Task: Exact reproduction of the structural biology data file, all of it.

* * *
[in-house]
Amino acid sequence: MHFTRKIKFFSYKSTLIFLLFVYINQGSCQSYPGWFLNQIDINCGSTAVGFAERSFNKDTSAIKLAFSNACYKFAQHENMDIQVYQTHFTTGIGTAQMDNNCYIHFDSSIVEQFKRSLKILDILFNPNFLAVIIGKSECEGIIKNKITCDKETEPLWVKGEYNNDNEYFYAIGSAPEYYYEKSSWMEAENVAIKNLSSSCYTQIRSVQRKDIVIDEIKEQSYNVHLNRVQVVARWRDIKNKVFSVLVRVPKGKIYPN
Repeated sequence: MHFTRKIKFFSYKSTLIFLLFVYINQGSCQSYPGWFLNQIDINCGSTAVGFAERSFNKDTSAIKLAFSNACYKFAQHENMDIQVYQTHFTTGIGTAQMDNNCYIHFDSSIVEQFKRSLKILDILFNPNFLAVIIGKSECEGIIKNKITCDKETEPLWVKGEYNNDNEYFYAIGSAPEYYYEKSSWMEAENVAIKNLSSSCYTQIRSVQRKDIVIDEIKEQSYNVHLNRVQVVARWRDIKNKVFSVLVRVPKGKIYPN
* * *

[in-house]
Amino acid sequence: MHFTRKIKFFSYKSTLIFLLFVYINQGSCQSYPGWFLNQIDINCGSTAVGFAERSFNKDTSAIKLAFSNACYKFAQHENMDIQVYQTHFTTGIGTAQMDNNCYIHFDSSIVEQFKRSLKILDILFNPNFLAVIIGKSECEGIIKNKITCDKETEPLWVKGEYNNDNEYFYAIGSAPEYYYEKSSWMEAENVAIKNLSSSCYTQIRSVQRKDIVIDEIKEQSYNVHLNRVQVVARWRDIKNKVFSVLVRVPKGKIYPN
Repeated sequence: MHFTRKIKFFSYKSTLIFLLFVYINQGSCQSYPGWFLNQIDINCGSTAVGFAERSFNKDTSAIKLAFSNACYKFAQHENMDIQVYQTHFTTGIGTAQMDNNCYIHFDSSIVEQFKRSLKILDILFNPNFLAVIIGKSECEGIIKNKITCDKETEPLWVKGEYNNDNEYFYAIGSAPEYYYEKSSWMEAENVAIKNLSSSCYTQIRSVQRKDIVIDEIKEQSYNVHLNRVQVVARWRDIKNKVFSVLVRVPKGKIYPN